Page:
As advancements in technology are made, unique treatment options have emerged for diseases that were once believed to be unmanageable or untreatable. Innovative treatments like gene therapy can modify a patient’s genes with the intent to treat or cure a disease. One such drug, Vyjuvek, was approved on May 19, 2023.
Vyjuvek is the first and only FDA-approved topical gene therapy that can be re-dosed and is not a one-time treatment like the current gene therapies on the market. It is indicated to treat wounds from dystrophic epidermolysis bullosa (DEB). DEB results from a mutation in the gene that affects the production of collagen. The lack of collagen leaves patients with exposed wounds that cannot heal properly. Severity differs between the different types of DEB, with recessive DEB resulting in the most extreme symptoms and decreased life expectancy for patients.
DEB is a condition that causes the skin to be fragile and easily blister with minor trauma or friction which leads to pain and infection. It is an extremely rare disease with a prevalence of about 3.26 per million live births or 0.00326 per thousand live births in the United States. These numbers help showcase how rare DEB is and illustrate how unlikely it is that a plan sponsor will see this therapy hitting their plan. Most patients eligible for this therapy are under the age of 18 and about 40-50% are covered by Medicaid while 40-50% are covered by commercial insurance.
Currently, this therapy will be billed under the medical benefit only, as a health care professional must apply the gel to the open wounds and wrap the area with a hydrophobic dressing. Since the gel must be applied to open wounds, the surface area covering the wounds will vary from patient to patient, which also affects how many vials a patient may utilize each year. It is estimated that the average patient will utilize 26 vials per year. At a wholesale acquisition cost (WAC) of $24,250 per vial, the annual cost of treating one patient with Vyjuvek is projected to be about $630,500. It is possible for patients to utilize more vials than estimated, thus increasing the annual cost.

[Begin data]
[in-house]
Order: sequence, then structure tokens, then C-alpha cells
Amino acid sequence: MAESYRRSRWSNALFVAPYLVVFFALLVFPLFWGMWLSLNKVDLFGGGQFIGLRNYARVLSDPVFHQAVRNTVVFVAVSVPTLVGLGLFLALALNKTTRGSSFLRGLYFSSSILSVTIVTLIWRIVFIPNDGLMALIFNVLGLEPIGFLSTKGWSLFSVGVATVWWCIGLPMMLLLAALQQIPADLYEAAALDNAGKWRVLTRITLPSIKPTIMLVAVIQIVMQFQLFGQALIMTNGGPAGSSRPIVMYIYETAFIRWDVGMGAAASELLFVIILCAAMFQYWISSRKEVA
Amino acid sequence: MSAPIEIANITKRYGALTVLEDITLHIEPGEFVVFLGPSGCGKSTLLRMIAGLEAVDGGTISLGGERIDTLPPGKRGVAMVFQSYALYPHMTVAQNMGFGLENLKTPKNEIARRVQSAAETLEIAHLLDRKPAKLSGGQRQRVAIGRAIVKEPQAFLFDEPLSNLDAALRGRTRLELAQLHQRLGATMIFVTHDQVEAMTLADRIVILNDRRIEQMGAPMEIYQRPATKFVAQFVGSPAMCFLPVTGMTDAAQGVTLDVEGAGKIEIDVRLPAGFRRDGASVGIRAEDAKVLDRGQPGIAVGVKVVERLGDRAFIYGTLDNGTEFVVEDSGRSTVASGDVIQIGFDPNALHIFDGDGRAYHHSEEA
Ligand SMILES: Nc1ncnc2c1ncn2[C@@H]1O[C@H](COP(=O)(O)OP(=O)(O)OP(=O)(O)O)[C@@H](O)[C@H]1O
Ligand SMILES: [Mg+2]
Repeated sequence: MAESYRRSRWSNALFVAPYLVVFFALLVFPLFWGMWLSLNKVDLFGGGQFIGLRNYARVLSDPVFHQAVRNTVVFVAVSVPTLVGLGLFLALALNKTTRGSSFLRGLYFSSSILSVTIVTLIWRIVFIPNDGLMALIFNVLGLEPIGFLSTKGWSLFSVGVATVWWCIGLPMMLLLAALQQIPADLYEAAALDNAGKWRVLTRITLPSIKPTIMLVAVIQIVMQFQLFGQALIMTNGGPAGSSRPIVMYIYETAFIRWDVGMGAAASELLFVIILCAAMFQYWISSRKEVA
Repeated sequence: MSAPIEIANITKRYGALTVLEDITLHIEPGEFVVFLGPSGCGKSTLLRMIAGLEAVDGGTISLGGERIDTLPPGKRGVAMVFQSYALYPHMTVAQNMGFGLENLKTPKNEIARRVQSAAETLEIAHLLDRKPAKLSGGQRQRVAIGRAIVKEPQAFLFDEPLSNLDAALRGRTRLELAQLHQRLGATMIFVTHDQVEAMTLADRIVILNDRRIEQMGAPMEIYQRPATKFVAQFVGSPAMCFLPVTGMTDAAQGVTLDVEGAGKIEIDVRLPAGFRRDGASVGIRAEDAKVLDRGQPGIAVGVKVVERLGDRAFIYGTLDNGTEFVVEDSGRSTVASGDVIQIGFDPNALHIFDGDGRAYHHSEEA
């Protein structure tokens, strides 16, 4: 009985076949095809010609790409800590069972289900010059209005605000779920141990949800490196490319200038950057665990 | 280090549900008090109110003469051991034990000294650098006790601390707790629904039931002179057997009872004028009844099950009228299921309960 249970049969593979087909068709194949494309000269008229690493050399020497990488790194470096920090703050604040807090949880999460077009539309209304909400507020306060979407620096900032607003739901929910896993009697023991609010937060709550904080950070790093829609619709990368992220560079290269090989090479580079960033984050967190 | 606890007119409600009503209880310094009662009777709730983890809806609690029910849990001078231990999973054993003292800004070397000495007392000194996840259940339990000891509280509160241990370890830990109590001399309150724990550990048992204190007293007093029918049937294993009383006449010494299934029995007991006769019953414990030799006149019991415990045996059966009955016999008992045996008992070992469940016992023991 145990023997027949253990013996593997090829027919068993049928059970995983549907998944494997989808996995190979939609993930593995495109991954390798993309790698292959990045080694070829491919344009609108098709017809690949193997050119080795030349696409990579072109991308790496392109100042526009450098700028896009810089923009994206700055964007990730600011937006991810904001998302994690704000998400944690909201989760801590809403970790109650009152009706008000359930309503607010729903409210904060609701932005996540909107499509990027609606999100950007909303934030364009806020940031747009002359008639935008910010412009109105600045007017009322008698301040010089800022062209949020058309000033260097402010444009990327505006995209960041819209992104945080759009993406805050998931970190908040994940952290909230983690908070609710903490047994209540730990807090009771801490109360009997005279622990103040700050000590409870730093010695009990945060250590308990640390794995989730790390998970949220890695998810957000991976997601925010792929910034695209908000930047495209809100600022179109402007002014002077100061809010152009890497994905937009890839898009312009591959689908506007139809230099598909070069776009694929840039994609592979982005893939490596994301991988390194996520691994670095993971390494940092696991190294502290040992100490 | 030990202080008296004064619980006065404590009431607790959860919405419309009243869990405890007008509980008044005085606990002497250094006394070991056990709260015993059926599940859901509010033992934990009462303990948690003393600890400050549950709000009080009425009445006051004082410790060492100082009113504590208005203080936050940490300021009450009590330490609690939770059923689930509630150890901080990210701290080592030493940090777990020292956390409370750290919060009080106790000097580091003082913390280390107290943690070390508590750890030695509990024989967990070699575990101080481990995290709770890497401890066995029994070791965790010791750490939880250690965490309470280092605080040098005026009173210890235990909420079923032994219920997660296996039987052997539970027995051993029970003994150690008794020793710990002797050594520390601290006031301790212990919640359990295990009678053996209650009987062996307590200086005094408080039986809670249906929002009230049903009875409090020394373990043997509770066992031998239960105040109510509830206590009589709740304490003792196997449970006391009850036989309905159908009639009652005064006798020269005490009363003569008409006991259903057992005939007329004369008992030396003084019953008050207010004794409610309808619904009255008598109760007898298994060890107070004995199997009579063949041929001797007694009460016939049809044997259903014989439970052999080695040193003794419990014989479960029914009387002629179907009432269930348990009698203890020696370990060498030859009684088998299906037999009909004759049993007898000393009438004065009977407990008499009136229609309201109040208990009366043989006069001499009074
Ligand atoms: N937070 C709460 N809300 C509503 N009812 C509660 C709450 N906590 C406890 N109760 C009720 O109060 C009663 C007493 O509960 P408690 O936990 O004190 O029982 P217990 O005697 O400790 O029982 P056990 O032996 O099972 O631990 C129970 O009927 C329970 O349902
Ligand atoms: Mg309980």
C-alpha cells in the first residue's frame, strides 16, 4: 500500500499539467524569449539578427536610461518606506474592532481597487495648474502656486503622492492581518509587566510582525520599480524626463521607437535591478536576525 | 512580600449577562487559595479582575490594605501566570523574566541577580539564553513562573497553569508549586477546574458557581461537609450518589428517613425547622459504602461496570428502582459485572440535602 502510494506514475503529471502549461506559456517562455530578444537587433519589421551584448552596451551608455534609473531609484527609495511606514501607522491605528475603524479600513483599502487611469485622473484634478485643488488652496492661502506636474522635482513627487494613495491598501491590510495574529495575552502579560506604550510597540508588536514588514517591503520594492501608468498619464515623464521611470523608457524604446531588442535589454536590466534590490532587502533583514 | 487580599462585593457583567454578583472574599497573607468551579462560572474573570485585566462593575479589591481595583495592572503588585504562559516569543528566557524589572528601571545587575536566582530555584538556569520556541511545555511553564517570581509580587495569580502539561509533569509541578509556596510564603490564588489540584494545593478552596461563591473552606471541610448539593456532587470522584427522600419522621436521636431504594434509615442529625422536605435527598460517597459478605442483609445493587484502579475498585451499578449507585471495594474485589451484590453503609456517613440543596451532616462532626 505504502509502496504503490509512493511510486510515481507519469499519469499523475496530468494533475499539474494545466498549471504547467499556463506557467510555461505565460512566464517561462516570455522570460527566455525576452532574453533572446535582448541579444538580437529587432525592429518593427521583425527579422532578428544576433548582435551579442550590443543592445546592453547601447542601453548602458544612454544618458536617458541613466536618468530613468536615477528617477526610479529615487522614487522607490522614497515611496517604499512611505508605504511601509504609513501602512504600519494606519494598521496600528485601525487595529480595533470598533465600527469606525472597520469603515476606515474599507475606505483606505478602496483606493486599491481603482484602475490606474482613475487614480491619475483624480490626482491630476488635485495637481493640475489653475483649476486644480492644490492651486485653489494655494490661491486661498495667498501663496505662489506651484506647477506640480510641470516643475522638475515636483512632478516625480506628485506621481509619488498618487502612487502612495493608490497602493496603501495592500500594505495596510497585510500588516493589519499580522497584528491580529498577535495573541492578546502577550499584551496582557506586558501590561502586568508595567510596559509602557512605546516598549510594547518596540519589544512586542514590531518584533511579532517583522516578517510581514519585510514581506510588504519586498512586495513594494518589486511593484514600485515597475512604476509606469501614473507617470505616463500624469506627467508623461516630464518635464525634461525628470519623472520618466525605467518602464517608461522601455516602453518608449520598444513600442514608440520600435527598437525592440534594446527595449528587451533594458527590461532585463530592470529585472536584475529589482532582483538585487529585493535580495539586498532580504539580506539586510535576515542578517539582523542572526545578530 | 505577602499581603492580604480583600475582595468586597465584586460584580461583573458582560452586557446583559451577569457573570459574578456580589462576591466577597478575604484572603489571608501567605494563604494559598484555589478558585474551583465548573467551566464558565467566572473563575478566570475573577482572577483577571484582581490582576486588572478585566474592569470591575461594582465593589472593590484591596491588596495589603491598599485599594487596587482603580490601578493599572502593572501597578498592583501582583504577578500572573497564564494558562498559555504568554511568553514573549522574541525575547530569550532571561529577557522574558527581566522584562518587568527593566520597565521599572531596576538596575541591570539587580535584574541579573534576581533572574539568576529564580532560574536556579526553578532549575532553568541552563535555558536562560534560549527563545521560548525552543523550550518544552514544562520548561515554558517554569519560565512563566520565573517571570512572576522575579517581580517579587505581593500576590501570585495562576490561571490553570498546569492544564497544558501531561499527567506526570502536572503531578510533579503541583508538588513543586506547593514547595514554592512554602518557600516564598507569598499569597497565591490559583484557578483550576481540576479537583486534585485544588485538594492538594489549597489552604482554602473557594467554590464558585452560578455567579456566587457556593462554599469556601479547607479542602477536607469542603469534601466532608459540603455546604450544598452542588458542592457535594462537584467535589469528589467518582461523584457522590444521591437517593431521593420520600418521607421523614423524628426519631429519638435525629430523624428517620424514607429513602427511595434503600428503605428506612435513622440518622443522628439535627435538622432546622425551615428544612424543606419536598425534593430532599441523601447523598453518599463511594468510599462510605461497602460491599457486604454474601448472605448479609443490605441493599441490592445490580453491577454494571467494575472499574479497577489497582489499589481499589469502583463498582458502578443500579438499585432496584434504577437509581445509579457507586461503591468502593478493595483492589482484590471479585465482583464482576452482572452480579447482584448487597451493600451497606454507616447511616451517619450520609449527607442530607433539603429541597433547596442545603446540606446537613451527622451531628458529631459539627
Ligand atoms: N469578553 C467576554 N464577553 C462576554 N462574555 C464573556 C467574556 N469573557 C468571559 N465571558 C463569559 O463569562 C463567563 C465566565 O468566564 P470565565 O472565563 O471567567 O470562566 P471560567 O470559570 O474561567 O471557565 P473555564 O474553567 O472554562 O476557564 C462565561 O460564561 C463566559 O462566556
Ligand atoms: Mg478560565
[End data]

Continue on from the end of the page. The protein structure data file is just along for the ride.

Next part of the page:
One of the main concerns around gene therapy is the durability of the therapy, where a patient could receive the expensive treatment but not see the intended therapeutic effects. This concern exists around all gene therapies, but specifically for those treatments that are a one-time infusion or injection. Since Vyjuvek is re-dosed, a slightly different payment model was utilized by the manufacturer, Krystal Biotech. It has stated that it is offering all commercial payers a price cap of $900,000 per patient per year to account for patients requiring large amounts of Vyjuvek. Some patients will utilize many vials per year, while others may utilize less than the predicted 26 per year, thus $900,000 appeared to be middle ground as a pricing cap.
It is expected that there could be as many as 60 approved gene therapies by 2030, with many more expected in the years to come. It is important now more than ever with the rising approvals, that plan sponsors review their stop-loss policy to ensure that there is protection in place if a costly therapy, like Vyjuvek, were to be utilized by a member of the plan.